Security can be a determining factor in choosing life partners and career paths.

The ability to forego security, take risks and achieve anything that rewards its creator long after the average person quits is admired, but rarely encouraged. We admire the cultural icons in music, art, and business but we would not encourage our kids, friends or anyone else to pursue such a path.

We overlook the sacrifices people make to create the movies we love watching, the music we love hearing and the apps we can’t live without. We benefit from their willingness to forego security.

Financial security can change. Someone who is worth a fortune today could lose it all tomorrow. Someone who is poor today could be rich tomorrow. When one of my best friends got married, his financial future was uncertain. Within 6 months, he was earning five figures a month.

If millions of people woke up tomorrow and decided that money was worthless, the financial security of the wealthiest people would disappear.

The security illusion makes you forget that everything can be taken away from you—the house, the money, the car, the status, the guy, and the girl. There’s only one thing that can’t be taken away from you: what you create internally.

4. The Illusion of Permanence

One of my mentors used to say we live in a world of diminishing permanence.

What’s trendy today is an afterthought tomorrow.

The weather changes from day to day and season to season.

People who are young become old.

People who are popular in high school sometimes become nobody later in life.

The person who we think loves us today might break our heart a few months from now.

People who are poor become rich. And people who are rich lose everything.

The illusion of permanence causes us to cling to everything with clenched fists. It makes us believe good things are going to last forever and bad things are never going to end.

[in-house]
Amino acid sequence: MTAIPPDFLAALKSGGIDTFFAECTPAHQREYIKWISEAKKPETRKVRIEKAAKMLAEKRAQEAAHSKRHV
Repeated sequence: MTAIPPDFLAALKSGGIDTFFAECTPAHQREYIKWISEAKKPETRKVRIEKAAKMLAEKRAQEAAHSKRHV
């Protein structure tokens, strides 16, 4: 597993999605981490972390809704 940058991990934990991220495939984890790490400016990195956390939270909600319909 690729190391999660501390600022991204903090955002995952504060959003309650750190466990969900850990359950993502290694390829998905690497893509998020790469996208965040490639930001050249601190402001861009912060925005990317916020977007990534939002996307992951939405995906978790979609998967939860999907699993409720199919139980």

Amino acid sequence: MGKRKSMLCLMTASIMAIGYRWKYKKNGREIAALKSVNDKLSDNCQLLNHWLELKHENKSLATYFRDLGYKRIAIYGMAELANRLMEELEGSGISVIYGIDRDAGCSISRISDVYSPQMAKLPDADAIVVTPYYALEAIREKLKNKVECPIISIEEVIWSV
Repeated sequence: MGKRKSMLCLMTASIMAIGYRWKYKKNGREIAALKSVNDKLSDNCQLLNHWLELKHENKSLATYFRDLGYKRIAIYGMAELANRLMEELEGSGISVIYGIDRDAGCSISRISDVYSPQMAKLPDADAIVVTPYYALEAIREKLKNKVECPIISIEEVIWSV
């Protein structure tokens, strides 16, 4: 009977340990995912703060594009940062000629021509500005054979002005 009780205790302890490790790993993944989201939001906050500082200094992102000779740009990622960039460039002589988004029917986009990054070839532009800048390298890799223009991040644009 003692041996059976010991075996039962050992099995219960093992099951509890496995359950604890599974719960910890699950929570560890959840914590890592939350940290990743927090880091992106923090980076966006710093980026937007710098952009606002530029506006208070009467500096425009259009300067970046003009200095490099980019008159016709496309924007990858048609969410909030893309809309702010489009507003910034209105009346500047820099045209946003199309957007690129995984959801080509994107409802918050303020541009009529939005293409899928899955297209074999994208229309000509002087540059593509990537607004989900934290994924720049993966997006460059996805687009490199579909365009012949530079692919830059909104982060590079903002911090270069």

We stifle, imprison and repel anything or anybody that we cling to. Somebody once said to me that it’s like having a baby bird in your hand. If you hold on too tightly, you’ll smush the bird. If you do open your hands, it will naturally fly away. Or you’ll kill it because of your grip.

There’s impermanence to both good and bad. When we let go of the illusion of permanence, we are free to enjoy the good things while they last, and let go of the bad things once we’ve grieved accordingly.

During the worst year of my life, I fought a battle with my mind that seemed as if it was never going to end. My head was like a snow globe that had been shaken; and thoughts were like the flakes inside, chaotic and endless. Eventually, the snow stopped; I gained my sanity back and started sleeping through the night again.

Even love always changes over time because people in love are not static. They are not going to remain the same people they were when they fell in love. So love might last forever, but it’s current form doesn’t.

Human life is a cycle of impermanence. Hence, the saying, “The only constant thing is change.”

The 4 illusions operate as an interdependent system. We seek control in search of certainty, certainty in search of security, and security in search of permanence. These illusions trap us into a cycle of anxiety, despair and suffering.

Consider it All a Blessing in Disguise

Regardless of how dire your circumstances appear or how dark this chapter of your life seems, remember that life will go on. What seems like the end of the world today, won’t really matter that much 5 years from now. If you wake up before the sunrise, you’ll see that darkness always becomes light.

Assume that it all happens for your own good. Unfortunately, more often than not, this is only something we recognize in retrospect. In every heartbreak, you find a lesson about love. In every failure, a lesson about resilience. In every disaster, a lesson in tolerance for adversity.

Pause Between Stimulus and Response

When we immediately react to everything that happens, we suffer. We live in a perpetual state of anxiety. We think every car on the road will hit us and every plane we board will crash. We continually assume and expect the worst. This is not only exhausting for you, but for the people in your life.

Almost nothing is the catastrophe we make it out to be. Think about something you were really worried about. When that worry was put to rest, you realize all that worrying didn’t accomplish anything and wasted a lot of energy.

Respond to Your Thoughts

If you tell yourself you don’t want to think a certain thought, that is precisely the first thing your mind will produce! That is the nature of the human mind. – Sadhguru, Inner Engineering

We have an inner world of reactions, responses, emotions and thoughts. But, we’re paradoxically always trying to change the inner world in an effort to control our outer world.

  • We think abundantly and visualize fortunes, in an effort to get rich.
  • We fill vision boards with Ferraris, supermodels, and McMansions.